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Australian Saltwater Crocodile


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Selection of the most cautious Ones

Pictured on the right is a female guarding her nest. She will be a good mother and do the same for weeks after the hatching of her new ones. The avoidance of breeding areas – which are always in fresh water – and to never get close to small crocodiles, is essential for one’s own security.

It is interesting to consider that the nesting of crocodiles, which means building a nest with plant parts to keep the eggs inside, as well as the active protection of young ones, is unique among reptiles.

The similarity with the behaviour of birds is not an accident, as the crocodile is actually far closer related to birds than to lizards or snakes. This comes due to the astounding fact that the evolutionary brothers of the crocodiles, the dinosaurs, never really faded away completely, as the birds are really descendants of small raptors.  

The life of the very young hatchlings in the free nature can already reveal some significant lessons that will be very important when facing larger crocodiles.

The saltwater crocodile is by far not only a predator during his life. In fact most of the young crocodiles themselves fall prey to birds, reptiles, fish or to other crocodiles in the first stadium of life. Only a few percent of hatchlings will reach the adult age.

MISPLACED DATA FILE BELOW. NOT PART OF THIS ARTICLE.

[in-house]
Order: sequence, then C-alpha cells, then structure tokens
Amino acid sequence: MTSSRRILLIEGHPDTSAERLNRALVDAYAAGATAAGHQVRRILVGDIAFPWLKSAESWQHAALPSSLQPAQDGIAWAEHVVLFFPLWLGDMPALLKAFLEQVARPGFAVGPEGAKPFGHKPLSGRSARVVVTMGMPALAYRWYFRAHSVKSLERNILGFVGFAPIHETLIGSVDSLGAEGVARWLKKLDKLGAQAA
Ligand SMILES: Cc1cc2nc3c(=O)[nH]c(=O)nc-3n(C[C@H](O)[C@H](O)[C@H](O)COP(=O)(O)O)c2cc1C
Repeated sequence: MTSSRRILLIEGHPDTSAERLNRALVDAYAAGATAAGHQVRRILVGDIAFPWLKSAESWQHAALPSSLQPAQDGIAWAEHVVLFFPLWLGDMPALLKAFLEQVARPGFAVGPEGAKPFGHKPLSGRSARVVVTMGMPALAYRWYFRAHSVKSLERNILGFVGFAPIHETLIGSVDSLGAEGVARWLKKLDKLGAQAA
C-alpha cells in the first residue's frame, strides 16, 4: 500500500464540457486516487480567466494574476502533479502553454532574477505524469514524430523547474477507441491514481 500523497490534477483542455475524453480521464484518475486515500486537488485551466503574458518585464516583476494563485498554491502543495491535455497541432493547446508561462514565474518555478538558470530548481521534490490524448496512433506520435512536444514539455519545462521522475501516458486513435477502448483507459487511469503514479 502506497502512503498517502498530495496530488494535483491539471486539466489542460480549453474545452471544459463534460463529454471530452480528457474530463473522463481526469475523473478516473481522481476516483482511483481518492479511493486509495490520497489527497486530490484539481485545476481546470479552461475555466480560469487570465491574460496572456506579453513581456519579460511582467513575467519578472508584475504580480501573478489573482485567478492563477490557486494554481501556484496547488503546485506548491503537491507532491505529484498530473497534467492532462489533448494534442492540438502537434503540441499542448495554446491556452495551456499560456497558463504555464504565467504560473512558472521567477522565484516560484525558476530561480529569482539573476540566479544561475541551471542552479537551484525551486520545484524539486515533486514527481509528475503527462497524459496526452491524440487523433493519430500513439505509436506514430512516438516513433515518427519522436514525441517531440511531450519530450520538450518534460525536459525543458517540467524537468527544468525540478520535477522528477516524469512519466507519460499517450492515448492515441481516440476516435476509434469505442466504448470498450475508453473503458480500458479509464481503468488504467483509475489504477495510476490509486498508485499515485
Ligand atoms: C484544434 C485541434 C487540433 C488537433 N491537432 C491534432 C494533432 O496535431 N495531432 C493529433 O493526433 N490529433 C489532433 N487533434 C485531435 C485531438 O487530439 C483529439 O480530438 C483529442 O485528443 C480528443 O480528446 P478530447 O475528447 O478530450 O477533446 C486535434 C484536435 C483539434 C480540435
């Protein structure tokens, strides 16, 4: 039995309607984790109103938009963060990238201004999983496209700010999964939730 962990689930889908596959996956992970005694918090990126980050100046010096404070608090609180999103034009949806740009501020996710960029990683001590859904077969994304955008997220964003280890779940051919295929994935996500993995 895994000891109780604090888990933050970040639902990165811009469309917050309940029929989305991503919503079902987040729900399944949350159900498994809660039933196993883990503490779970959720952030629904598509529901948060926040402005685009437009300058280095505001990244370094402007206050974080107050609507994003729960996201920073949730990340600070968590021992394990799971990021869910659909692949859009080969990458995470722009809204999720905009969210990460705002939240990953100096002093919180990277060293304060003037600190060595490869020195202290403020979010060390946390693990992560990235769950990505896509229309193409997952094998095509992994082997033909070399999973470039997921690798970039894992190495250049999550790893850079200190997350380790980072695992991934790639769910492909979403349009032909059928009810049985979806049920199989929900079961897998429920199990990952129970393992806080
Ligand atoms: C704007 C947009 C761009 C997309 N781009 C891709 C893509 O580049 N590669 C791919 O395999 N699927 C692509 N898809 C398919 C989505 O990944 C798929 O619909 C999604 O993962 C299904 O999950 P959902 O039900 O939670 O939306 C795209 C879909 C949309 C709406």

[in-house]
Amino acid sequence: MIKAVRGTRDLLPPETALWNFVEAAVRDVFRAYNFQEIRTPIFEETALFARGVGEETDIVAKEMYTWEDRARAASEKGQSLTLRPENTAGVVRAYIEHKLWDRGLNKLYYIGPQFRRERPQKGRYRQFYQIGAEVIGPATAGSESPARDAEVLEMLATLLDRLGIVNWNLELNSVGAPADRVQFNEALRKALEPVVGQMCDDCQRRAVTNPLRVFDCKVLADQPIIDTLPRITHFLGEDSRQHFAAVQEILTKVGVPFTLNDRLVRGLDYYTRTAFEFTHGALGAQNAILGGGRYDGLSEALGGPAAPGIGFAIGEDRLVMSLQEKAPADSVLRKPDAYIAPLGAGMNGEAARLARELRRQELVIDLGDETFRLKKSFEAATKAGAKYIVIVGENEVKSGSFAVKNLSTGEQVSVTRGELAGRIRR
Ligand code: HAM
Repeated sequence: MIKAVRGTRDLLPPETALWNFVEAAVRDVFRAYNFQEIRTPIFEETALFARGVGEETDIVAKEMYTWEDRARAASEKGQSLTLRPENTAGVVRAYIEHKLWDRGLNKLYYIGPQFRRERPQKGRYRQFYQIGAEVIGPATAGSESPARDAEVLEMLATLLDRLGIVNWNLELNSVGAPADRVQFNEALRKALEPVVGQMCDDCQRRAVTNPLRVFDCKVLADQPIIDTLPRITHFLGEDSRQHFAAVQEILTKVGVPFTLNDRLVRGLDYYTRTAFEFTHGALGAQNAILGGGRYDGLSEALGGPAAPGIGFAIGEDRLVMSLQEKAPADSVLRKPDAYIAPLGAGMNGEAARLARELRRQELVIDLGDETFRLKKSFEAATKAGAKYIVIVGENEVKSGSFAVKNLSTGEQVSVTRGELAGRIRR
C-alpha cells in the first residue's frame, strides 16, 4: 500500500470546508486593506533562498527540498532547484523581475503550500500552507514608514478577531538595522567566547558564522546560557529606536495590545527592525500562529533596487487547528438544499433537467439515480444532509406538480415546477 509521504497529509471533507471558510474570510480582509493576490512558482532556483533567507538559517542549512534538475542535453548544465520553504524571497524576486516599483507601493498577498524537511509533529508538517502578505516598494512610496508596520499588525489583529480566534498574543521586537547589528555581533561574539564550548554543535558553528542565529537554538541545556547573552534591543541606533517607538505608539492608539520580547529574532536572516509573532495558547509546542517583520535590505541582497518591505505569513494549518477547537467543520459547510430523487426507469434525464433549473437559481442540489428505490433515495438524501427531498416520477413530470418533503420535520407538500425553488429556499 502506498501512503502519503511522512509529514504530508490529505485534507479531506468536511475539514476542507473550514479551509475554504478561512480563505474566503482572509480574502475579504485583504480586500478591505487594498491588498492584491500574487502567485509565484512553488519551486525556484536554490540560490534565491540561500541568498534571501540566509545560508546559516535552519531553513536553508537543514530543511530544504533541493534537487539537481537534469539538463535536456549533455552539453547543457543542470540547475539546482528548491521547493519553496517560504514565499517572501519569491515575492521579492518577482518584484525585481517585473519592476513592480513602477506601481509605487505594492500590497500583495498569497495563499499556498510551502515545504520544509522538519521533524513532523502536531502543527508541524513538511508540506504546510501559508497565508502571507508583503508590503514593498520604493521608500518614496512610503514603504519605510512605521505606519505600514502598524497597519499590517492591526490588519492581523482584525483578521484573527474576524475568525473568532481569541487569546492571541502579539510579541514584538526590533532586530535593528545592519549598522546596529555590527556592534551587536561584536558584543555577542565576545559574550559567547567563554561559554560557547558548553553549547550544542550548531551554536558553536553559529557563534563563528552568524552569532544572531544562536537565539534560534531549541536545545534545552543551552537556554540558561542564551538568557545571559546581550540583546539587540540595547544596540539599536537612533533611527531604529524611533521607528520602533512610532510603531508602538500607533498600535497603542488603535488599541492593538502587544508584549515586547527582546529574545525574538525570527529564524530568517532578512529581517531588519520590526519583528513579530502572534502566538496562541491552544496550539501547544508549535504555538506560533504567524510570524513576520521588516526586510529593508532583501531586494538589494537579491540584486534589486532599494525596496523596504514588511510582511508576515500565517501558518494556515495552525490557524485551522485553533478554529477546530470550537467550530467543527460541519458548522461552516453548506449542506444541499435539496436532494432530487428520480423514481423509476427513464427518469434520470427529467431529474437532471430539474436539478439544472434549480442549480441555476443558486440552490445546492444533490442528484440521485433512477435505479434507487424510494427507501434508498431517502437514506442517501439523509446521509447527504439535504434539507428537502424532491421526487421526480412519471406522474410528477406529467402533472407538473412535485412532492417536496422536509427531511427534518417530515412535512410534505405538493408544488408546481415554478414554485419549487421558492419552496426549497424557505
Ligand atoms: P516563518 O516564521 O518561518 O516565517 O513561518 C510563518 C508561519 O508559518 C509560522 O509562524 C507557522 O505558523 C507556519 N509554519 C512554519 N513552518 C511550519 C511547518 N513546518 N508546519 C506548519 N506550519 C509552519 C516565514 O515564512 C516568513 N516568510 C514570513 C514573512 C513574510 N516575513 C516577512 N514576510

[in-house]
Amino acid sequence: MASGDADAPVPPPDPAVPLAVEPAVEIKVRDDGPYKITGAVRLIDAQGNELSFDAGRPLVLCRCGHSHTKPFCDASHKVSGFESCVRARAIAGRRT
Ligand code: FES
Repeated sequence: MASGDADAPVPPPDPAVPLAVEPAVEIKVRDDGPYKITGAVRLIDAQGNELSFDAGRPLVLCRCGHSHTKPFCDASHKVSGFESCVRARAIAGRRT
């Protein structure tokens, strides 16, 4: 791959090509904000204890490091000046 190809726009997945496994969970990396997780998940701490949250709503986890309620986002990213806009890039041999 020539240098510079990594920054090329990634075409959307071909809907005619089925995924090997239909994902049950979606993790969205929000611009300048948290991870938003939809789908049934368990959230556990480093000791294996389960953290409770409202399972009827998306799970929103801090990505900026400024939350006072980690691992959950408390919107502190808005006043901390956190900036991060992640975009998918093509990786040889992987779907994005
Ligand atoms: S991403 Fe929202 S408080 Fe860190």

When watching the smallest crocodiles for hours, it becomes obvious that there are few variations in the characteristics of the individuals of every breed. Some are very careful and restraint while others behave more like go-getters.

The latter are much easier to recognise, as can be seen in this group of four very small hatchlings, pictured from out of a tree - which could be the position of a hunting bird.

The hatchling in the middle was most active, not only in this moment but all the time, while the one on the right bottom also moved around but seemed to take much more care not to be without cover. It is easy to understand that in the big picture only the very caution ones will stay alive until the age of reproduction.

Having this process for hundreds of million years, one can imagine that the big saltwater crocodiles in the free nature could never be the aggressive monsters people perceive them to be, but rather extremely cautious creatures that would avoid any unpredictable risk.                                              >

               Copyright © Steffen Pichler / ZEIS Verlag